Jesus the Son of God (Mark 1:1b)

Read the series so far.

Jesus is the Messiah. He is also the Son of God.

The beginning of the gospel of Jesus Christ, the Son of God (Mark 1:1).

It’s another title. It describes something about who He is. In nerdy grammatical terms, it’s an appellation. Why is this title in the inspired Scripture? Well, on one level, it’s there because John Mark decided to put it there. On another level, however, it’s there because God wanted it to be there and the Holy Spirit moved Mark to include it. So, it’s probably a good idea to figure out what on earth it means, and to ponder what this title tells us about the Trinity.

The Son of God—Kind of a Big Deal

Even a quick look through the New Testament tells you the title “Son of God” is, to borrow a phrase from a certain infamous news anchor, “kind of a big deal.”

John the Baptist thought this title was a vital part of Jesus’ identity:

And John bare record, saying, “I saw the Spirit descending from heaven like a dove, and it abode upon him. And I knew him not: but he that sent me to baptize with water, the same said unto me, ‘Upon whom thou shalt see the Spirit descending, and remaining on him, the same is he which baptizeth with the Holy Ghost.’ And I saw, and bare record that this is the Son of God,” (KJV, John 1:32-34).1

The demons (i.e. fallen angels) whom Jesus cast out also knew Him by this title:

And whenever the unclean spirits saw him, they fell down before him and cried out, “You are the Son of God,” (NET, Mark 3:11).

More than that, they confessed “the Christ” was the Son of God:

Demons also came out of many, crying out, ‘You are the Son of God!’ But he rebuked them, and would not allow them to speak, because they knew that he was the Christ. (Luke 4:41).

The angel Gabriel used the title when he announced Messiah’s birth to Mary:

The angel replied, ‘The Holy Spirit will come upon you, and the power of the Most High will overshadow you. Therefore the child to be born will be holy; he will be called the Son of God,’(Luke 1:35).

Satan knew Jesus (His creator) by this title:

The devil said to him, ‘If you are the Son of God, command this stone to become bread,’ (Luke 4:3).

Jesus’ very first disciples understood and expected that “the Messiah” would be the future ultimate King, and also expected Him to be the Son of God:

Nathanael answered him, ‘Rabbi, you are the Son of God; you are the king of Israel!’ (John 1:49).

The apostate Jewish authorities also expected the future Christ to be the Son of God:

But he was silent and did not answer. Again the high priest questioned him, “Are you the Christ, the Son of the Blessed One?” “I am,” said Jesus, “and you will see the Son of Man sitting at the right hand of the Power and coming with the clouds of heaven,” (Mark 14:61-62).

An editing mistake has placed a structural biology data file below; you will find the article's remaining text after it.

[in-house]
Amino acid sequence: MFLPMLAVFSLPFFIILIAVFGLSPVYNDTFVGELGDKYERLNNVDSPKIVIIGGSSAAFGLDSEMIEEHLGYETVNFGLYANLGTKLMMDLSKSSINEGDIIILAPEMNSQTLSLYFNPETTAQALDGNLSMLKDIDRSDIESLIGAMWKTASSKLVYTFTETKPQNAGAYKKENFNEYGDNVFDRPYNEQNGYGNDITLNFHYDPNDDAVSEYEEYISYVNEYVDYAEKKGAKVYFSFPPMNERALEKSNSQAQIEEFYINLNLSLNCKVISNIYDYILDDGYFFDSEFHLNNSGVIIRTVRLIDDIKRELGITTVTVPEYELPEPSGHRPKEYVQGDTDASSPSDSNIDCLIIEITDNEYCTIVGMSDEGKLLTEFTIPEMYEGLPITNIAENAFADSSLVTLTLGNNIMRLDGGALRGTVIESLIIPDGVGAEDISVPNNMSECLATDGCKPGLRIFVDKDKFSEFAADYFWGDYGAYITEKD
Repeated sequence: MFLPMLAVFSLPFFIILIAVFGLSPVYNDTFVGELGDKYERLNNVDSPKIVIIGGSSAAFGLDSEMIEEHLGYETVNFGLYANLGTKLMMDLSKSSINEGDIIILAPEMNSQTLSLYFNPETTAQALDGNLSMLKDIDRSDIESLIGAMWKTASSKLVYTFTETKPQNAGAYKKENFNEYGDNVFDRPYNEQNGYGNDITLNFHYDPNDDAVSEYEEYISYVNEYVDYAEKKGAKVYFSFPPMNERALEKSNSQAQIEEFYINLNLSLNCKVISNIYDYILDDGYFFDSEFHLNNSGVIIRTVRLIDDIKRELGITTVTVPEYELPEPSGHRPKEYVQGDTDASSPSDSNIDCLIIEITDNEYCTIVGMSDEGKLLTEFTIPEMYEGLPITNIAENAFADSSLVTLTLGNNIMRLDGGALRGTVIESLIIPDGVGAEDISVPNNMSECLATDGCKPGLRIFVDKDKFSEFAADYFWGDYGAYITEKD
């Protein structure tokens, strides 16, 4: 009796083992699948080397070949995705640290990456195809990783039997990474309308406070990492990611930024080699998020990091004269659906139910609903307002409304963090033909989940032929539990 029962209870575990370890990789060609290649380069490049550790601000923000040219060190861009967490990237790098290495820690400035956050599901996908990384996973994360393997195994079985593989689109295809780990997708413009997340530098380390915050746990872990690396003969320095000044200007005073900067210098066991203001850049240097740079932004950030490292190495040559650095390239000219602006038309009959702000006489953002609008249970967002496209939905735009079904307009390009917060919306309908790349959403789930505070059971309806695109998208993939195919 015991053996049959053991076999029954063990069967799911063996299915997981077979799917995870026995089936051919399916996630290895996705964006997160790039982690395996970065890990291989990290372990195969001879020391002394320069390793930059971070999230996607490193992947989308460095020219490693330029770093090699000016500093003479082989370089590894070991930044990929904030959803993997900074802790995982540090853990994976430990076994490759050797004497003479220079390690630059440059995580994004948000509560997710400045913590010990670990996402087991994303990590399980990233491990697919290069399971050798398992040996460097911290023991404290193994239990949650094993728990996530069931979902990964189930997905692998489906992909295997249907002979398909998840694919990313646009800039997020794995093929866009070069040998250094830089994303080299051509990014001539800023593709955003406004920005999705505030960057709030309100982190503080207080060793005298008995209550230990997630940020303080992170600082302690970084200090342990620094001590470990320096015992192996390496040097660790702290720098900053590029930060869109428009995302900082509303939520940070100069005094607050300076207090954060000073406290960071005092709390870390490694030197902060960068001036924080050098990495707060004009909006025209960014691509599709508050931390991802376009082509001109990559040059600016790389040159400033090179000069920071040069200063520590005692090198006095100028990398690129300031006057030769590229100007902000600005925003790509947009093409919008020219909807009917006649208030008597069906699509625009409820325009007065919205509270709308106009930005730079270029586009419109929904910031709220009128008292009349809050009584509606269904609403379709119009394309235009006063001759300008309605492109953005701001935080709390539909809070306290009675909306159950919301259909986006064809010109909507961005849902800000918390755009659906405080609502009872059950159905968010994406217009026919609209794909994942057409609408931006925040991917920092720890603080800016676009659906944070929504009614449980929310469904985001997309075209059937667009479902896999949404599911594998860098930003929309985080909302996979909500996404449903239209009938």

Martha had this same expectation:

She replied, ‘Yes, Lord, I believe that you are the Christ, the Son of God who comes into the world,’ (John 11:27).

The writer of Hebrews gave Jesus this title:

Therefore since we have a great high priest who has passed through the heavens, Jesus the Son of God, let us hold fast to our confession (Hebrews 4:14).

The Apostle John bluntly stated that you must understand Jesus is the Son of God in order to even have salvation:

If anyone confesses that Jesus is the Son of God, God resides in him and he in God (1 John 4:15).

Now who is the person who has conquered the world except the one who believes that Jesus is the Son of God? (1 John 5:5).

Consider the Apostle Paul. He is converted on his way to the Damascus synagogues, where he intends to root out the Jewish believers in Jesus and drag them off in chains to Jerusalem. He feels he is doing God a favor. He reckons his zeal to stamp out this “heresy” is good and appropriate in God’s sight. He dutifully asks for “letters of transit” from the high priest to authorize his mission. Ever the legalist, he is unwilling to commit murder without the proper forms being filled out in triplicate; like a serial killer with a body in the trunk who takes genuine civic pride in obeying traffic laws on his way to dump the corpse.

Paul is knocked off his horse and blinded. Jesus speaks to him as light from heaven shone round about. Paul is told, “stand up and enter the city and you will be told what you must do,” (Acts 9:6). Blinded and mute, his frightened companions lead him by the hand into Damascus, where he remains for three days and nights.